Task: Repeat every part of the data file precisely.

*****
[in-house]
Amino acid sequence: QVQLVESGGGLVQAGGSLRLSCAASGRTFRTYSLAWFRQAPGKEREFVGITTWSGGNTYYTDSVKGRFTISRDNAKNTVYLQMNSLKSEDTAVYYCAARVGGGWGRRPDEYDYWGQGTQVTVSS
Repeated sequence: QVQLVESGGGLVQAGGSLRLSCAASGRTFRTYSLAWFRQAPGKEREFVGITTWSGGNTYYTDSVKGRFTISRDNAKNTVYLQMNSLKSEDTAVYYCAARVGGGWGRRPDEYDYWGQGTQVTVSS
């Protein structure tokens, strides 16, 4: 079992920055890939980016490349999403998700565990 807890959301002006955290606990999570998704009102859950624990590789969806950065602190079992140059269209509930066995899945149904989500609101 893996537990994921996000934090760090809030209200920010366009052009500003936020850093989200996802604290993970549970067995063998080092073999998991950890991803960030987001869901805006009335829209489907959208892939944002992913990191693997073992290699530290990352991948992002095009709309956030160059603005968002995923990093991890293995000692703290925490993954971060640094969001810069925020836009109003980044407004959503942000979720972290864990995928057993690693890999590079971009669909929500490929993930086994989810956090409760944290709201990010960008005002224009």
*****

[in-house]
Amino acid sequence: QVQLVESGGGLVQAGGSLRLSCAASGRTFRTYSLAWFRQAPGKEREFVGITTWSGGNTYYTDSVKGRFTISRDNAKNTVYLQMNSLKSEDTAVYYCAARVGGGWGRRPDEYDYWGQGTQVTVSS
Repeated sequence: QVQLVESGGGLVQAGGSLRLSCAASGRTFRTYSLAWFRQAPGKEREFVGITTWSGGNTYYTDSVKGRFTISRDNAKNTVYLQMNSLKSEDTAVYYCAARVGGGWGRRPDEYDYWGQGTQVTVSS
């Protein structure tokens, strides 16, 4: 079992920055890939980016490349999403998700565990 807890959301002006955290606990999570998704009102859950624990590789969806950065602190079992140059269209509930066995899945149904989500609101 893996537990994921996000934090760090809030209200920010366009052009500003936020850093989200996802604290993970549970067995063998080092073999998991950890991803960030987001869901805006009335829209489907959208892939944002992913990191693997073992290699530290990352991948992002095009709309956030160059603005968002995923990093991890293995000692703290925490993954971060640094969001810069925020836009109003980044407004959503942000979720972290864990995928057993690693890999590079971009669909929500490929993930086994989810956090409760944290709201990010960008005002224009």